Designing systems, scientifically

Japanese countryside

A couple of months ago, I was talking with a friend about design. Well, really, about the scope of design. Many designers tend to think in terms of discrete objects—a chair, a phone, a building. This exasperated him, and for good reason. See, discrete objects aren’t the only things that are designed. Cities are, too, he argued. “You see that city over there,” he said, emphasizing his point. “People made that.”

If we were to pick up this conversation again—and we might—I’d add landscapes to the list. Our understanding of ecology has matured to the point that we are beginning to grasp our species impact on the planet. We are, and have been for thousands of years, changing our surroundings to suit our needs. Today, there isn’t a single ecosystem that’s untouched by humanity. That’s a definition of design if I’ve ever heard one.

But in many ways, we’ve been molding ecosystems haphazardly, at best. If design isn’t just the result of human activities, but is a considered plan put together with purpose and intent, then maybe we’re not designing landscapes after all.

Both sides of the argument are equally valid, I think. But one thing is clear—when we change our surroundings, we need to place more emphasis on design. A couple of recent papers have made that clear to me.

In one, Joan Nassauer and Paul Opdam wrote an op-ed of sorts in the influential journal Landscape Ecology back in 2008. Nassauer and Opdam suggested that the field of landscape ecology add design as a third tenet to the existing two, pattern and process. It would help address a shortcoming of the field. Landscape ecology was originally formulated based on the premise that we can learn how a landscape functions by studying how it is configured. If we get pattern, then we’ll get process. It’s been a phenomenally successful framework, but like many sciences, landscape ecology has stumbled when it comes to the implementation part.

That’s problematic because we humans are always mucking about with the landscape. Every time we repave a road, carve out a new subdivision, or erect a skyscraper, we’re altering the face of the Earth. And currently, we’re doing it in perhaps the most uncoordinated way possible. When set out to build a road, skyscraper, or city, our ambitions may be big, but our thinking is small. We tend to focus on the immediate impacts—how much steel we’ll need, how much land we’ll use up, and so on. We forget to consider how that creation will affect the surrounding landscape.

There are a few exceptions. Nassauer and Opdam cite two case studies, an ecological corridor network in Denmark and a watershed workshop in Iowa. Another paper by Simon Swaffield referred to an overhaul of the wetlands and waterways in and around Christchurch, New Zealand. There are others, too. When I was in graduate school, members of my lab were working on the Sierra Nevada Adaptive Management Project. The U.S. Forest Service was working with scientists and locals to come up with a way to minimize potentially catastrophic wildfires. The centerpiece of the Forest Service’s original plan was to clearcut a giant checkerboard of chevrons into 11 national forests. It’s design on a landscape scale if I’ve ever seen it. Their process is, too. Though the Forest Service wasn’t keen on the idea initially, they now are working closely with locals to ensure the final implementation is palatable to everyone. Researchers from the University of California are serving as arbiters, of sorts, making sure the science is sound and that everyone’s voice is heard. The back and forth, the multiple stages, the consideration of possible outcomes—that’s the design process.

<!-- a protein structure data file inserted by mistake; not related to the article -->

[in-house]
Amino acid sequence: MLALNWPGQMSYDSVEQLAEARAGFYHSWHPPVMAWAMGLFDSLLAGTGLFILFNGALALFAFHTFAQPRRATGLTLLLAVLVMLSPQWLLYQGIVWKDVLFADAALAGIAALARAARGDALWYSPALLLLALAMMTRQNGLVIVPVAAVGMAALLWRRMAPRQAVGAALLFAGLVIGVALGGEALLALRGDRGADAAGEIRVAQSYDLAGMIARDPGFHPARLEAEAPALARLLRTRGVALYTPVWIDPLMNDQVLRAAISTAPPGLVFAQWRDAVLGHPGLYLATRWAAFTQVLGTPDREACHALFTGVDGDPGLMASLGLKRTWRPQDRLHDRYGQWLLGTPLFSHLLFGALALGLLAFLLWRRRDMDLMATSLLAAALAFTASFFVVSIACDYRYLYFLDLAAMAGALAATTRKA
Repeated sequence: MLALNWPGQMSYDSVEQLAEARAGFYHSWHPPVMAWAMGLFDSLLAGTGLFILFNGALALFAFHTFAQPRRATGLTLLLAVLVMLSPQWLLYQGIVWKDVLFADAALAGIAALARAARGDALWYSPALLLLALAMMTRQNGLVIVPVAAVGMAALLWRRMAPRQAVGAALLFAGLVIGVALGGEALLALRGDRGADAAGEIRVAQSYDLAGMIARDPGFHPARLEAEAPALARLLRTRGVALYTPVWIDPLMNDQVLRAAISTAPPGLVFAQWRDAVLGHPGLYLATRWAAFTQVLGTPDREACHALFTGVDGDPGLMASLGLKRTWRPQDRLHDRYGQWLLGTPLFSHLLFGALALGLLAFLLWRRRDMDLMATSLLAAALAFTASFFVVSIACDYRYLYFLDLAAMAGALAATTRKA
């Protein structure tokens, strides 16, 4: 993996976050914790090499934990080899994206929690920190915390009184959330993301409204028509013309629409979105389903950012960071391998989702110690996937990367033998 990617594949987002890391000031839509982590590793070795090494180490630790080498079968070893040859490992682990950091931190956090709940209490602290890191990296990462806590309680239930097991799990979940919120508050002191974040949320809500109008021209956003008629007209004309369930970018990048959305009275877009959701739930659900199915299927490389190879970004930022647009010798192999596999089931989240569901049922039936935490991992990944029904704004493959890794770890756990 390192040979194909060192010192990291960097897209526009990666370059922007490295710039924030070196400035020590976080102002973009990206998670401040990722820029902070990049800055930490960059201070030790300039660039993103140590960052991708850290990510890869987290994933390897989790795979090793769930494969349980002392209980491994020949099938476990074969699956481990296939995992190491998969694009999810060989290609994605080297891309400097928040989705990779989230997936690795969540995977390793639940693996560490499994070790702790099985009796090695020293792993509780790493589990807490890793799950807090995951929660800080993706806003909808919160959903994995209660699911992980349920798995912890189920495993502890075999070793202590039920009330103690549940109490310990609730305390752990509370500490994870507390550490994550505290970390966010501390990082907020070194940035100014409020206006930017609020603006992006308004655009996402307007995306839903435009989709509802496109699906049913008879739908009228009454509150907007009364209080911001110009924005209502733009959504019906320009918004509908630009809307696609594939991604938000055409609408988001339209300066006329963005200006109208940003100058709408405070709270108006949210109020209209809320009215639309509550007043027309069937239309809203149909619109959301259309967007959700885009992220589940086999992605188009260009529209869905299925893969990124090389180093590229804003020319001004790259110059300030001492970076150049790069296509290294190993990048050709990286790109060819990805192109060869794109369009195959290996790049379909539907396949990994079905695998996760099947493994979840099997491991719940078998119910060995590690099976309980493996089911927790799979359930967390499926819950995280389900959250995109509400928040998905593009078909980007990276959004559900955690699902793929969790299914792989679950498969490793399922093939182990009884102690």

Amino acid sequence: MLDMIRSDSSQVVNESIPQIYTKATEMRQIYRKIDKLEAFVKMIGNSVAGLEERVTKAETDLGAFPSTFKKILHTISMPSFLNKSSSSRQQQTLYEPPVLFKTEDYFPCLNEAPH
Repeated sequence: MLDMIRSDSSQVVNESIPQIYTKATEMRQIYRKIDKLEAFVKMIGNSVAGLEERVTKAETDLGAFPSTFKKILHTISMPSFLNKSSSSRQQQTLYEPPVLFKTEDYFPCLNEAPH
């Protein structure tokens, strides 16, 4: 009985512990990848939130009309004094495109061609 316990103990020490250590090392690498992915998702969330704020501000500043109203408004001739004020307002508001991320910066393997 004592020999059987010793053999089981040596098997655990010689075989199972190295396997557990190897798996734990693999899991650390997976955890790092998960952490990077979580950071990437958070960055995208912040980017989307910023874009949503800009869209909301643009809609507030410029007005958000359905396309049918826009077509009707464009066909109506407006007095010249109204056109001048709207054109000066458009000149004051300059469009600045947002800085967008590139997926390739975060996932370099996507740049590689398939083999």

If landscape ecology can successfully incorporate design as a third tenet, it will be in a league of it’s own. It’s a science that thinks on a system-wide scale; few such sciences worry about design. There are other systems that have design applied to them—cities are certainly one—but those design processes aren’t always informed by the sort of systems science that’s inherent to landscape ecology. The field could be a real pioneer, and in the process provide some order to slapdash overhaul we’re currently giving our surroundings.


Nassauer, J.I. & Opdam, P. (2008). Design in science: extending the landscape ecology paradigm, Landscape Ecology, 23 (6) 644. DOI: 10.1007/s10980-008-9226-7

Swaffield, S. Empowering landscape ecology-connecting science to governance through design values, Landscape Ecology, DOI: 10.1007/s10980-012-9765-9

Photo by Tim De Chant.

Related posts:

Responsive urban design

Creativity—the disturbance that distinguishes urban ecosystems

Managing landscapes for aesthetics

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